on expeditions in the 1930s to Mongolia a variety of thematic theoretical Hilda Kuper, in a thoughtful article
by Henning Haslund-Christensen, a perspectives arising in the discipline titled "Costume and Identity,"
Danish explorer. She meticulously almost simultaneously (such as semiotics, documented clothing as a symbol of
measured, described and assessed each symbolism, reflexivity, gender studies, social differentiation in Swaziland with
item according to an earlier scheme Marxism, and interpretivism).40 examples of the conflicts that emerged
developed by Gudmund Hatt on Arctic In the early 1970s,two monographs, when Western ideas of fashion were
skin dress to provide exemplary again apparently sidelines of original introduced into the seemingly traditional
documentation and a theoretical field research, appeared. One is scene.45In 1978,two books by Ted
perspective for understanding the Self-Decoration in Mount Hagen by Polhemus, one on the body and another
production and use of garments in Andrew and Marilyn Strathern, and (with Lynn Proctor) entitled Fashion
another cultural setting.34In addition, the other Nuba Personal Art by James and Anti-Fashion: An Anthropology of
her analysis and the excellent color Faris.4lThe Strathern book, with Clothing and Adornment, forecast his
photographs of the 1983edition of exquisite detail, dwells on the "primary continuing dedication to the study of
various ensembles inspire ideas for emphasis which Hageners place on the dressed body.46
top-notch museum displays. adorning their own bodies."42They In 1979, The Decorated Body by Robert
In the 1950s and 1960s,four examples provided examples of body painting, Brain and Fabrics of Culture: An
emerged that analyzed the meaning of feathered headdress, wigs and tally Anthropology of Dress, co-edited by Justine
dress, rather than merely describing it. marker necklaces worn in festivals, Cordwell and Ronald Schwarz, were
Paul Bohannon's article, "Beauty and which they related to two central values published.47 The first stressed the
Scarification amongst the Tiv," came of Hagen society-the first, clan multitude of body modifications around
from his research in Nigeria and solidarity and prestige; the second, the world, anticipating the outpouring of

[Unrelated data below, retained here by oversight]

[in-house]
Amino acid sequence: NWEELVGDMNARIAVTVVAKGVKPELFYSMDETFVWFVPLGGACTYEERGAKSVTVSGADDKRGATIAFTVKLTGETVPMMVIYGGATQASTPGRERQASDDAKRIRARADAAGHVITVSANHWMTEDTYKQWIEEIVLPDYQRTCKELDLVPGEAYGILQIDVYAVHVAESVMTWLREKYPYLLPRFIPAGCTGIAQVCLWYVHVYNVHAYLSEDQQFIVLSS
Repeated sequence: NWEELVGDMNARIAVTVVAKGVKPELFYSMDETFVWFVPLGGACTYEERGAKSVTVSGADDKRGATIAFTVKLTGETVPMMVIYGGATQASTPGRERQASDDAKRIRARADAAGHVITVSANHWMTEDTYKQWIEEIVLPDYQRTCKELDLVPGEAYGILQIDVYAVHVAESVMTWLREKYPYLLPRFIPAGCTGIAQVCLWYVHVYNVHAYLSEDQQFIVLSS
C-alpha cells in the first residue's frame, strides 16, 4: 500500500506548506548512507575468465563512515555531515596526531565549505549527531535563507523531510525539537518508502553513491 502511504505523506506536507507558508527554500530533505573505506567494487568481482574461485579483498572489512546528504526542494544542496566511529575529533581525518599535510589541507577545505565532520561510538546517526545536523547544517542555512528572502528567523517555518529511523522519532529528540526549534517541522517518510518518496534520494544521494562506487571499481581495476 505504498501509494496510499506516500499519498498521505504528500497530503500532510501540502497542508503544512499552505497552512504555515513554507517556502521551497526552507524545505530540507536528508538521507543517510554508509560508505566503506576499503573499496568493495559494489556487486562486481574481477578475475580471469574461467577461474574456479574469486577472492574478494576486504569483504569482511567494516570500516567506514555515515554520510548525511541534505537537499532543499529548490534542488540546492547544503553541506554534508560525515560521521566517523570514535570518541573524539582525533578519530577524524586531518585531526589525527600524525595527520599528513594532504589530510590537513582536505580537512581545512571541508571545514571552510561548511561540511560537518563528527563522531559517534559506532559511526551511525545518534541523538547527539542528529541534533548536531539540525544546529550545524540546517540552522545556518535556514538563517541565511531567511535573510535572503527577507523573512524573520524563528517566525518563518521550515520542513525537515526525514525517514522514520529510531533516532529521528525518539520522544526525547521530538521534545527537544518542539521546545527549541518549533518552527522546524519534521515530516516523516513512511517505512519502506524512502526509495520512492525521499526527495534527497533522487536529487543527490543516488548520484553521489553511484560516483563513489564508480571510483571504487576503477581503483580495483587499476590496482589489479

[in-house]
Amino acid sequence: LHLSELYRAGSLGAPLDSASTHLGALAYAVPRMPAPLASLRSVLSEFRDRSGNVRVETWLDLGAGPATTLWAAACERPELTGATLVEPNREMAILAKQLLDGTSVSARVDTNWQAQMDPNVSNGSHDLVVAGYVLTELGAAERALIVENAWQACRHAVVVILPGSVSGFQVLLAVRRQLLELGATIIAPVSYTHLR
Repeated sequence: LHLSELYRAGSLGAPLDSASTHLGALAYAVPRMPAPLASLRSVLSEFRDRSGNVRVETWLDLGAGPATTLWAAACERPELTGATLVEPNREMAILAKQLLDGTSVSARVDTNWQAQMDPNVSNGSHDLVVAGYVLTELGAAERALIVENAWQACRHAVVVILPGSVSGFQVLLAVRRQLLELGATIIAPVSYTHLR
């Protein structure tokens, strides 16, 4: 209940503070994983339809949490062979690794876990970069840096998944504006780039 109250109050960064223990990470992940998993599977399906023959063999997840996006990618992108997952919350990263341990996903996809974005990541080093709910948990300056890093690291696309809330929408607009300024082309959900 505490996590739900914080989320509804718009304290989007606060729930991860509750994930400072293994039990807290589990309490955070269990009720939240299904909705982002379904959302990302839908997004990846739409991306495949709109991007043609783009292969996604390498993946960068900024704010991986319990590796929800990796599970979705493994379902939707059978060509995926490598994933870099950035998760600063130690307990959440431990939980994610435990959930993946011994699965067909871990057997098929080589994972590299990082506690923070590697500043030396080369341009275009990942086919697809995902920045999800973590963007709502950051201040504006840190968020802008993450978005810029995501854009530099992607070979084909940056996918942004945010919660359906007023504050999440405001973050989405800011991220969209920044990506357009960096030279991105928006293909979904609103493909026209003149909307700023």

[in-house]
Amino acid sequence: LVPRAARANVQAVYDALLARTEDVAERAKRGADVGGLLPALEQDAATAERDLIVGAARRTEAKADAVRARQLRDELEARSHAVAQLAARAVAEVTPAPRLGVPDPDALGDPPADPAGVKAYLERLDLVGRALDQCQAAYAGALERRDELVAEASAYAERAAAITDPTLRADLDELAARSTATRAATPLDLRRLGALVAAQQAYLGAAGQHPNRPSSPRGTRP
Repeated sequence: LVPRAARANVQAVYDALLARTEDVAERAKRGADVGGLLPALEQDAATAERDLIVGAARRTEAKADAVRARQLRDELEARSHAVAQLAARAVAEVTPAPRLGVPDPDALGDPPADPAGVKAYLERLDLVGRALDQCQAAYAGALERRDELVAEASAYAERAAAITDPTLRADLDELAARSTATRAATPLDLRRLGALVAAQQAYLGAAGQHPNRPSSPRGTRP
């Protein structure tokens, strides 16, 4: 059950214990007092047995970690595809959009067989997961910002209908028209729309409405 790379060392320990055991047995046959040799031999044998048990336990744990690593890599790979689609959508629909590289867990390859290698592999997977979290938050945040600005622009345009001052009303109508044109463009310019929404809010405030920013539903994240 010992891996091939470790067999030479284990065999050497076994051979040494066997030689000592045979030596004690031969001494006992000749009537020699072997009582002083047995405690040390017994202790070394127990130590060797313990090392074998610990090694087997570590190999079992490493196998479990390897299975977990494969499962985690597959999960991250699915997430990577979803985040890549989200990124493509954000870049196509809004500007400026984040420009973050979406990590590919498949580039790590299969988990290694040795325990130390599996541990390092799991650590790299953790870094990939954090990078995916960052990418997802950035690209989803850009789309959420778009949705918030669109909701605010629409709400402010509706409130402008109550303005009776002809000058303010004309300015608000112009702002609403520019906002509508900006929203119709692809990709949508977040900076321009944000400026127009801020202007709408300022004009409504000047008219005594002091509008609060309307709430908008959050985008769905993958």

documented changing fashions in individual wealth and well-being. The books in the 1990s on body piercing and
scarring, but also pointed out that the Stratherns summarized as follows: tattooing by a wide variety of popular
tactile sensations resulting from scarring writers. In the second, Cordwell and
carry significance in intimate Dances themselves provide an opportunity Schwarz introduced their book by
interactions.35 Simon Messing analyzed for demonstrating both clan solidarity and declaring that anthropologists" are
the detailed meaning associated with individual excellence ... [for] the prestige relatively silent about the meaning and
of the clan coincides with that of its
different ways of wrapping garments in function of dress and adornment ... [but]
members. It is themselves that they
Ethiopia in "The Non-Verbal Language In contrast, the natives (sic) who are the
decorate, for it is through men's personal
of the Ethiopian Toga" and Robert achievements that renown is brought to subject of our queries are generally
Murphy, the use of the veil by Tuareg them and their clan alike. 43 cognizant of how they and others are
men, not women, in "Social Distance and dressed."48Their volume also anticipated
the Veil."36Terrence Turner scrutinized Faris's research on the Nuba offered the flurry of publications on the
the significance of body painting different findings. Body painting, oiling, anthropology of dress that continues into
practices within the social structure of and hair design are carried out by the the twenty-first century. Thirteen of the
Brazil's Tchikrin people.37 Southeastern Nuba of Sudan, a classless twenty-three authors came from
In contrast to the above examples in society, primarily for aesthetic reasons to disciplines other than anthropology,
which dress appeared to be a sideline show off the body, rather than for acknowledging that theoretical,

DRESS 2000 Volume 27 63

comparative, and ethnographic Schevill's Maya Textiles of Guatemala in Sidewalk to Catwalk provoked interest in
approaches arose from a wide academic which she analyzed the 252 textiles the contemporary" styletribes" of the
world and encompassed a wide range collected by Gustavus Eisen in 1902 for United Kingdom and the United States.61
of cultures. the Phoebe Hearst Museum of Thoughtful articles on dress in the 1990s
The 1980s began with Patricia Anthropology.55 She supplemented his included those by Karen Hansen on
Anawalt's work on late pre-Hispanic and collection notes with data from her own second-hand clothing in Zambia and by
MesoAmerican dress as analyzed from Guatemalan fieldwork. Carol Joseph Nevadomsky on dress and
the Aztec codices in Mexico.49In 1983, Hendrickson supplied a perspective of identity in Benin.62Several editors
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Liza Dalby included a chapter on kimono contemporary Guatemalan dress in narrowed their volumes to one area or